The FCC is reforming and modernizing their Lifeline program that provides telephone service to poor families across the nation.
On their Web site today, the FCC detailed the planned changes to the Lifeline program. For those unaware, the Lifeline program “fulfills Congress’ mandate to ensure the availability of communications to all Americans.” The program prides itself on providing millions of low-income Americans basic phone service.
While the program has raised the rate of households with phone service from 80 percent in 1985 to 92 percent last year, there’s still more to be done according to the FCC. They say that the program contains rules that have “failed to keep pace as consumers increasingly choose wireless phone service.”
The FCC plans to save $200 million in 2012 and force themselves to adopt a budget for 2013 after reviewing a six-month report. They are to create a National Lifeline Accountability Database to “prevent multiple carriers from receiving support for the same subscriber.” There is also the creation of an eligibility database to cut down on fraud. The group is lastly establishing a one-per-household rule that would define a household as an “economic unit” so that multiple low-income families living at the same address can get connected.
The FCC will be phasing out support for services like Toll Limitation - “subsidies to carriers for blocking or restricting long-distance service" and ending Link Up - “subsidies to carriers for initial connection charges.” They do, however, say that Link Up will continue in tribal lands.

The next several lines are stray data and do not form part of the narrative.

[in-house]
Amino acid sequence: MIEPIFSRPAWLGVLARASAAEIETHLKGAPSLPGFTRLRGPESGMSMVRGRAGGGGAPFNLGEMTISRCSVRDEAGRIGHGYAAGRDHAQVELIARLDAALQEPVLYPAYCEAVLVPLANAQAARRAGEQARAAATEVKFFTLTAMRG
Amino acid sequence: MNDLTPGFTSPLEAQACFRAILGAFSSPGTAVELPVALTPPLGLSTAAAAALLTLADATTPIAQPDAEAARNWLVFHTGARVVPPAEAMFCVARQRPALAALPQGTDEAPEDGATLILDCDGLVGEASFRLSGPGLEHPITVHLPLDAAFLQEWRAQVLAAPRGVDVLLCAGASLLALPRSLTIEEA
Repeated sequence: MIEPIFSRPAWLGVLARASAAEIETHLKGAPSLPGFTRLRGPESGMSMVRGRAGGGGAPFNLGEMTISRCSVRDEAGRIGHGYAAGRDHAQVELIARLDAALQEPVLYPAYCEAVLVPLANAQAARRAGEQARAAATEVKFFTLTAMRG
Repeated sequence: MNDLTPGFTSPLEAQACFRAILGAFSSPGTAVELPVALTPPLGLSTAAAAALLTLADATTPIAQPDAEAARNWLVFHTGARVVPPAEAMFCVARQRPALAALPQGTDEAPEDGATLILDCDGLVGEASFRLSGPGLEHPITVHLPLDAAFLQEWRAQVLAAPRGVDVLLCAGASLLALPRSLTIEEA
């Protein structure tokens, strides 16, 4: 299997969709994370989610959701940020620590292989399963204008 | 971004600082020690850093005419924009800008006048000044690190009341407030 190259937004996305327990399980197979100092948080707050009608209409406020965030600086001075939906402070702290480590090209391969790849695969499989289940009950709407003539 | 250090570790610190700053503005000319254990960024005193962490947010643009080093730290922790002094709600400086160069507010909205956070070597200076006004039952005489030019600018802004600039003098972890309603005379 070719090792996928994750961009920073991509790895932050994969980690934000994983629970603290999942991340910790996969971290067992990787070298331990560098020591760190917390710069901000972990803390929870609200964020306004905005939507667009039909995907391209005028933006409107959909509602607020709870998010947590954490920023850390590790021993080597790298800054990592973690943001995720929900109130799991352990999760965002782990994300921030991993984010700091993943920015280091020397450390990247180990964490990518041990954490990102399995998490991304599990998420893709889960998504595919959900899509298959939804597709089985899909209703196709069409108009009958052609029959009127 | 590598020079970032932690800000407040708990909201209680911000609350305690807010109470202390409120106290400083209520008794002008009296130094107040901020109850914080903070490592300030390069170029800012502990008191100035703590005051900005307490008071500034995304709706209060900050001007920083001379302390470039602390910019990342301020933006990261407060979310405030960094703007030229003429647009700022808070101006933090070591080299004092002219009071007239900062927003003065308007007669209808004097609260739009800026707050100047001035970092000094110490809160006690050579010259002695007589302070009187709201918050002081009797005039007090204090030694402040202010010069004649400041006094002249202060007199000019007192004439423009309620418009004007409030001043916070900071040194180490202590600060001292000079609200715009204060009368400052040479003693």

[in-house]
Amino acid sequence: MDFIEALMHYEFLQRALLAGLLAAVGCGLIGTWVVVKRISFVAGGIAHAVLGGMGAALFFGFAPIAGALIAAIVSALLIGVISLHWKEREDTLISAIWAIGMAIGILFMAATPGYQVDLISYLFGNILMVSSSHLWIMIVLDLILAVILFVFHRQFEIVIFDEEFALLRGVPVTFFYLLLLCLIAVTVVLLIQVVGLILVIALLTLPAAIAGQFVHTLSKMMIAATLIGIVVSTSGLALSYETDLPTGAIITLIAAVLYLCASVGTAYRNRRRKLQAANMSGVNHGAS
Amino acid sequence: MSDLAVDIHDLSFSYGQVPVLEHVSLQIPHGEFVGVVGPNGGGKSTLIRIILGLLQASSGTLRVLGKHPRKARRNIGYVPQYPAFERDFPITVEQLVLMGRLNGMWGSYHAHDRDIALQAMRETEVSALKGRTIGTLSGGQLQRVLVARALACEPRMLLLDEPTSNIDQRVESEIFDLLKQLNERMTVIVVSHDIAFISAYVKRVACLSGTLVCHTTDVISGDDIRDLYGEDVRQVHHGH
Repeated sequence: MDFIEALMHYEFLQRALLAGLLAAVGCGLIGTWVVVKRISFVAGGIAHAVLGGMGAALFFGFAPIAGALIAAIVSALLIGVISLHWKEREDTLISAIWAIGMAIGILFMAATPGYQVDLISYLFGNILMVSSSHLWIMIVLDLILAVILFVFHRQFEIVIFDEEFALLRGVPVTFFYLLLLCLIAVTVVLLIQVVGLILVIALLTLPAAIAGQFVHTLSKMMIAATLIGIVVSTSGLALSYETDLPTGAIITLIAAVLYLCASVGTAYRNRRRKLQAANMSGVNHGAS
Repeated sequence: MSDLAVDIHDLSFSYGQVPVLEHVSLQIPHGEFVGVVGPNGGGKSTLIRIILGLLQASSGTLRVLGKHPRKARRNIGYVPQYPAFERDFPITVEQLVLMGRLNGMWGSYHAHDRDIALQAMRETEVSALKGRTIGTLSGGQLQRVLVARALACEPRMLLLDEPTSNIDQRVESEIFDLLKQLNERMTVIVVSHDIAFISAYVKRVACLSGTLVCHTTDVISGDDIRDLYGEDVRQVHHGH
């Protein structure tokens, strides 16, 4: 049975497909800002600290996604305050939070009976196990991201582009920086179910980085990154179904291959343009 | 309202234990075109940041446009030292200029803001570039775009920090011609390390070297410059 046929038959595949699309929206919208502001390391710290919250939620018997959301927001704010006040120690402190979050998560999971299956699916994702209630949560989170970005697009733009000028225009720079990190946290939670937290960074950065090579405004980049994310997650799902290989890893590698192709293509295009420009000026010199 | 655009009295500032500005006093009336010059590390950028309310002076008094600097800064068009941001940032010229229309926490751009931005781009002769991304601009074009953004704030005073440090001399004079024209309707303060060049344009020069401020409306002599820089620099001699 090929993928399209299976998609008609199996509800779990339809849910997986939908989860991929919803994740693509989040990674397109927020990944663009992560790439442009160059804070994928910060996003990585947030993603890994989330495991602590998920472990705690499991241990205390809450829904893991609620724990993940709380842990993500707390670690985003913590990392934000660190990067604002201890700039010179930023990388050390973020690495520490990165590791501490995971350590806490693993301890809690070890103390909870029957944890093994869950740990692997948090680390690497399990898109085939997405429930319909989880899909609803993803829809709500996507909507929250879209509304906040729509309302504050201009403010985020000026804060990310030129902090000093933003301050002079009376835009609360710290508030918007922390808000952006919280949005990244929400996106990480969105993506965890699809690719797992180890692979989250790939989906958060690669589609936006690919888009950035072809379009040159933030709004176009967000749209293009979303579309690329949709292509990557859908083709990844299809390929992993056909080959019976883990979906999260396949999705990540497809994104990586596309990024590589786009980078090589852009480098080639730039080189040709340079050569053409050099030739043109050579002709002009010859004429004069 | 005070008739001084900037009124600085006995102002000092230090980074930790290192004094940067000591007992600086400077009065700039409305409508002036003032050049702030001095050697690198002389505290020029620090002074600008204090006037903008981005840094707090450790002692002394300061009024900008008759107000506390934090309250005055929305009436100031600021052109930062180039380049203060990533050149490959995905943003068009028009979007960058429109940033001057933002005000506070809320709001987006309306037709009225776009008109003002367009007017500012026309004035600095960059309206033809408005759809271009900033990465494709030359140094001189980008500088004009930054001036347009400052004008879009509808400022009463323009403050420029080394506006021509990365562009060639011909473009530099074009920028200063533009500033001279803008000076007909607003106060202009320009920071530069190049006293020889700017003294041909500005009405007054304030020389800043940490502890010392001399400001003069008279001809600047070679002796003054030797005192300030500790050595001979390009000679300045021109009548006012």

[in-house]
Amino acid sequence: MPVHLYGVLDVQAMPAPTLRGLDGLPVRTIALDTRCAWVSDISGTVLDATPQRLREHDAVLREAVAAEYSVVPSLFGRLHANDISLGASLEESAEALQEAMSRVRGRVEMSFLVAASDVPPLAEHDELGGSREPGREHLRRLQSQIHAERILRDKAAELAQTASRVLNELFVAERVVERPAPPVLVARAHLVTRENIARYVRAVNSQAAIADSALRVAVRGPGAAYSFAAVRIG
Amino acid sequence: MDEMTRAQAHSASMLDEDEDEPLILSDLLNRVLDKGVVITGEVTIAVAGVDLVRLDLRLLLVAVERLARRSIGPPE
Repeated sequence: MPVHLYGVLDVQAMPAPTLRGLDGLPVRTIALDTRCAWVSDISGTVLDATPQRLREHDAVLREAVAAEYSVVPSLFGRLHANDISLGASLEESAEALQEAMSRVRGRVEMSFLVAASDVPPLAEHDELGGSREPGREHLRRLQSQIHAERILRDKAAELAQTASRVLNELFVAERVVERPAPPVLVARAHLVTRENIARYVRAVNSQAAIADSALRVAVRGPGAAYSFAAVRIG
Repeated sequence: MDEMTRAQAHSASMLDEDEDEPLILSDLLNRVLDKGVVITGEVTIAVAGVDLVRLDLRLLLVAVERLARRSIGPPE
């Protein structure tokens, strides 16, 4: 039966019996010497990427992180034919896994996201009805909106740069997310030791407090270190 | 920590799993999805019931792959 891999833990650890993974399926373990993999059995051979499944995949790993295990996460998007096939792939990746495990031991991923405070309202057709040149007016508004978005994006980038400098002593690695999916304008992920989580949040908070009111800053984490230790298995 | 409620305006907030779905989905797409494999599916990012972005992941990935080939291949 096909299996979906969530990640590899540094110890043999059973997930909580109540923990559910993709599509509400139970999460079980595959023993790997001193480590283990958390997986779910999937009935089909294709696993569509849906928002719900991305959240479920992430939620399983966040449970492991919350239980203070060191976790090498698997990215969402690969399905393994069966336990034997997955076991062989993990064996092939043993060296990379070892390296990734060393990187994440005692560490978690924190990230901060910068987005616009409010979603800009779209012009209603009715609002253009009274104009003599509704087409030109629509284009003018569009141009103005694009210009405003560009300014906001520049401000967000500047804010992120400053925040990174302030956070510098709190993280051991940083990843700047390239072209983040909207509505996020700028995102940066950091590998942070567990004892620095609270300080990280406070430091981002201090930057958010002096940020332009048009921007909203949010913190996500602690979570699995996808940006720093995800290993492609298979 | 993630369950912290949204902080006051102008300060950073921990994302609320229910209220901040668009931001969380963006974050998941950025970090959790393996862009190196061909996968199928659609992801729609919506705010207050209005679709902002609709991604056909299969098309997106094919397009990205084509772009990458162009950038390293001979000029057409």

The more interesting part is that the FCC will be modernizing Lifeline to include money that will help low-income families afford broadband Internet.
They will establish the “Broadband Adoption Pilot Program” using $25 million in savings from other reforms. They will start soliciting applications from broadband providers this year and will select a number of projects to fund. They want to clarify that this is not a free meal. Lifeline will help reduce the monthly cost of broadband, but applicants will have to pony up for the cost of the devices and become digitally literate.
They also propose digital literacy training at libraries and schools. This will build on FCC efforts to “close the broadband adoption gap and address digital literacy.”
Lastly, they want to provide Lifeline support for “bundled services plans combining voice and broadband or packages including optional calling features.”
It’s about time that the FCC brings the Internet to low-income households. The Internet has become so ingrained in our culture that not having it essentially puts a person out of the job market and reduces access to information and education.
Is this playing into the idea of the Internet as a basic human right? Or is the FCC just, as they say, modernizing their program? Let us know in the comments.